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Last Updated: Thursday, 25 March, 2004, 13:05 GMT
'Gangmaster' raids on north east
Officers lead people from a house in Bucksburn, Aberdeen
Officers lead people from a house in Bucksburn, Aberdeen
Thirty-eight people have been arrested during raids in Scotland as part of a UK-wide swoop on gangmasters suspected of employing illegal immigrants.

The investigation was co-ordinated from Norfolk but involved officers from Grampian Police.

Two van loads of people were stopped in Aberdeen and raids were carried out on four houses in the city.

It is understood that the workers involved were being employed in the fish processing industry.

Of those arrested, police said there were 28 men and 10 women. The majority were of Eastern European origin.

Suspects taken south

Four men arrested in the north east of Scotland on suspicion of organising workers were taken to Berwick Upon Tweed to be interviewed by officers from Norfolk Constabulary.

The remaining people, primarily from the Baltic states, were interviewed by police and Immigration Service staff at Grampian Police Headquarters, in Queen Street.

A further 15 people have been dealt with by the Immigration Service.

The operation began shortly before 0500 GMT on Thursday when police stopped a minibus carrying workers into Aberdeen to their jobs in the fish processing industry.

A van was stopped and checked by officers as part of the raids
A van was stopped and checked as part of the Aberdeen raids
A second vehicle was stopped some time later as police carried out a dawn raid on the home of a man believed to be one of the gangmaster's assistants.

Within a few hours, 38 people had been arrested and a further 15 in the north east had their papers checked.

As a result, more than 30 workers failed to turn up at a fish processing plant which is part of the giant Northern Foods group.

A spokesman for the company said the workers had been with them for up to two years and added that they had checked the paperwork supplied by their agency.

The police investigation, code-named Operation Absent, was part-funded by the Home Office, which wants to combat the influx of illegal immigrants.

Norfolk Police confirmed that in addition to the 38 arrests in Scotland, two people were arrested in King's Lynn.

Grampian Police said that two of the arrests they were as a result of a house raid in Fraserburgh, which took place between 0600 and 0700 GMT.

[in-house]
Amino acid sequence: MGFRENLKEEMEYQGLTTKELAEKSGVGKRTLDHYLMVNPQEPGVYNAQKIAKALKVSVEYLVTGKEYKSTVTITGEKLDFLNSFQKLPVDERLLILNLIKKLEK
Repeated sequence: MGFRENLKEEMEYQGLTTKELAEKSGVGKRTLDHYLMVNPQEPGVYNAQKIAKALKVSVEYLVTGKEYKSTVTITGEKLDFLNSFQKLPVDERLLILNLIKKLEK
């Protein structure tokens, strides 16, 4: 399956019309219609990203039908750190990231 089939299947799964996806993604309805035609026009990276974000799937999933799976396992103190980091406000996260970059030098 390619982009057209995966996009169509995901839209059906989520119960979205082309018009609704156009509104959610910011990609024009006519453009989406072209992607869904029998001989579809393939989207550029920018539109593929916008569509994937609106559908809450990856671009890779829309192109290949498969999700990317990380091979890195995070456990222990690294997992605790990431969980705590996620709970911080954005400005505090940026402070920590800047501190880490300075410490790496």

Joint working benefits

Detective Superintendent Jim Stephen said: "This is by far the largest operation of this nature which Grampian Police has been involved in.

"An operation of this scale shows the benefits of working jointly across the country. "

A spokesman for Norfolk Police added: "The operation was to tackle the exploitation and influx of illegal immigrants into the UK."

The existing legal framework means that the police are left chasing the tails of rogue operators, reliant on informers from vulnerable communities
Jack Dromey
T&G
The Transport and General Workers' Union has been pressing for a licensing and registration scheme to prevent the exploitation of immigrants.

Deputy general secretary Jack Dromey welcomed Thursday's police action and said: "The existing legal framework means that the police are left chasing the tails of rogue operators, reliant on informers from vulnerable communities.

"New legislation is necessary along with a nationwide crackdown on those gangmasters who practice modern day slavery."

A Scottish MP, Labour's Jim Sheridan, West Renfrewshire, introduced a private members' bill in the Commons on 7 January.

It gained a second reading unopposed on 27 February and will shortly begin its committee stage.

The bill is expected to be brought to the House of Lords in May.




WATCH AND LISTEN
BBC Scotland's Alan Grant
"Within a matter of a few hours police have made almost 40 arrests"



SEE ALSO:
Doubt over gangmaster law plan
23 Mar 04  |  Politics
MP presses for gangmaster licence
25 Feb 04  |  Politics
Calls for gangmaster licensing
07 Feb 04  |  Politics
UK action on gangmasters 'flawed'
13 Feb 04  |  Politics


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